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Land Conservation

Land Conservation

Smith Oaks

Houston Audubon meets its mission of promoting birds and conservation of their habitat primarily by owning and managing bird sanctuaries. Its first land holding was a bequest in 1975 of 17.53 acres on Rummel Creek in west Houston that became the Edith L. Moore Nature Sanctuary and home to HAS administrative offices and early education programs. A land acquisition program began in 1987 with the purchase of land on the Bolivar Peninsula that established the now internationally famous High Island sanctuaries. Major additions to those sanctuaries followed through the High Island Initiative, an innovative partnership between Houston Audubon, National Fish & Wildlife Service (NFWS), Phillips Petroleum Company, Amoco Productions Company, The Nature Conservancy, Texas Parks & Wildlife Department (TPWD), and the US Fish & Wildlife Service (USFWS). By the year 2000, Houston Audubon had acquired nearly 1,700 acres of sanctuary lands through further purchases, donations, and mitigation actions. We now own 4,121 acres spread out over 17 sanctuaries in five counties.

Located on the Bolivar Peninsula and in the Columbia Bottomlands of Brazoria County, urban Houston, and the pineywoods of Liberty and San Jacinto counties, these far-reaching locations require oversight and management in varying degrees. The highly-visited sanctuaries on the Bolivar Peninsula require the greatest part of HAS available land management resources, and hurricanes in recent years have dramatically increased those demands.

While Houston Audubon will continue to acquire land whenever necessary to preserve it, the responsibilities and demands of land management have required that we look for other ways to do land conservation. Those other ways have included increasing support of other organizations in their land conservation efforts. Partnerships with state and federal agencies, other conservation organizations, and grassroots groups have led to protection of thousands of acres of critical bird habitat – bottomlands, coastal prairies, prairie potholes, and colonial waterbird nesting areas. Habitat restoration efforts of other organizations have also been supported by Houston Audubon through monetary, technical, and volunteer support.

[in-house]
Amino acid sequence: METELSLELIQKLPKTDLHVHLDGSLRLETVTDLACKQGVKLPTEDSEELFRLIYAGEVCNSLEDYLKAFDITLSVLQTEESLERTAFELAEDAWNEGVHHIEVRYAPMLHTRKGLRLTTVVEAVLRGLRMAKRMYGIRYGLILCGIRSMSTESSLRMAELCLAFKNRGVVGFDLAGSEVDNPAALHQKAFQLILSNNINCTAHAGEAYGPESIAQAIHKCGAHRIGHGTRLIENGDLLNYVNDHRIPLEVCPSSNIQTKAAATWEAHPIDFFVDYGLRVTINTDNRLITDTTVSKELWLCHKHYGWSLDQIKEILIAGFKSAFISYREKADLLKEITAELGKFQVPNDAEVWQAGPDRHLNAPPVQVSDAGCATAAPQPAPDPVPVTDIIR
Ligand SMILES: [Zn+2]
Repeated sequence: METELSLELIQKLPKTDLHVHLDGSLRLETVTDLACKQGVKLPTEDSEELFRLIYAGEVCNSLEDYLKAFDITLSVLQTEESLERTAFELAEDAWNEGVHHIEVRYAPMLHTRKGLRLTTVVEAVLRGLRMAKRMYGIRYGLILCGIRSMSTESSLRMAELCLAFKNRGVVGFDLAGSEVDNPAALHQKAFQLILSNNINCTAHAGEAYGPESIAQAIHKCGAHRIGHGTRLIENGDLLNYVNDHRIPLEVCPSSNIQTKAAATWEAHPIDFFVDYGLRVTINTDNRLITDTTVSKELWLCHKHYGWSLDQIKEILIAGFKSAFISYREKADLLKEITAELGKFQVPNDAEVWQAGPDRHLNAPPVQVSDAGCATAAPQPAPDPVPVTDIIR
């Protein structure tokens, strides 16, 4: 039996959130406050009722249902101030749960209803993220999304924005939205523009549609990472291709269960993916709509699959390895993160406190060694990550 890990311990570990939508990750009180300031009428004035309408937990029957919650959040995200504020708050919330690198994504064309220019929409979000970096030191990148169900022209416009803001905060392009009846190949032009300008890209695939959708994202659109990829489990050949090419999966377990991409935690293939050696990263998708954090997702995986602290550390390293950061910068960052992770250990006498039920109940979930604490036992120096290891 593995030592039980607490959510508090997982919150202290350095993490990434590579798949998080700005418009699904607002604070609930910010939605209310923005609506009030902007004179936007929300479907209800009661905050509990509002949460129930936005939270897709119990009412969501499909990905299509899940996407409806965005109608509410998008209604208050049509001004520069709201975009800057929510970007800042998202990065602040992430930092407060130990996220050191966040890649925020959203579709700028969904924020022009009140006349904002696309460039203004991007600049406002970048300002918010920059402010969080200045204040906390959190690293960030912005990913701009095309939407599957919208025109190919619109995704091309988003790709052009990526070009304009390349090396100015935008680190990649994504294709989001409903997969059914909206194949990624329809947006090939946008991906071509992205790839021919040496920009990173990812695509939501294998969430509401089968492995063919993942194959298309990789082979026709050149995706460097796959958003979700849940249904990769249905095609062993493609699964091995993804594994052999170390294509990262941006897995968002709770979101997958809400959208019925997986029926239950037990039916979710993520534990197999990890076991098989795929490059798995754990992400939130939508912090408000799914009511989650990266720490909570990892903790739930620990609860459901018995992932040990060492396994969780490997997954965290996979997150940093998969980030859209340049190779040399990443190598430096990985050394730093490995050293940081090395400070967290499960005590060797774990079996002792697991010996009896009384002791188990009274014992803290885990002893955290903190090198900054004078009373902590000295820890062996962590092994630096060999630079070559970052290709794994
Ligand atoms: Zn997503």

We hope you will join us as we expand these efforts through our newly-established HAS Land Rescue Fund so that we can continue and expand our efforts to protect birds and their habitat. The Land Rescue Fund was established in 2007 through a generous grant from a Houston businesswoman for the purposes of acquiring, conserving, and managing ecologically sensitive habitat within the State of Texas. The flexibility of the Land Rescue Fund allows Houston Audubon to access it for support of land conservation projects by other organizations, as well as for our own land conservation projects. Already, two important land conservation projects have received financial support from Houston Audubon through the Fund - an acquisition of land by USFWS in the Columbia Bottomlands and a conservation easement by Nature Conservancy of Texas on important Whooping Crane habitat on the Central Texas Coast.

Support of Houston Audubon land conservation efforts can also be made through financial support of our sanctuaries or by a general donation to Houston Audubon.

  • To strengthen our communities and our planet we must increase the pace of land conservation. Houston Audubon has already conserved over 4,000 acres of land, contributing to the more than 60 million acres protected by the nation’s land trusts. With your help, as part of #GainingGroundUSA, we aim to do our part to help preserve another 60 million acres by the end of this decade. Photo By Jonnu Singleton.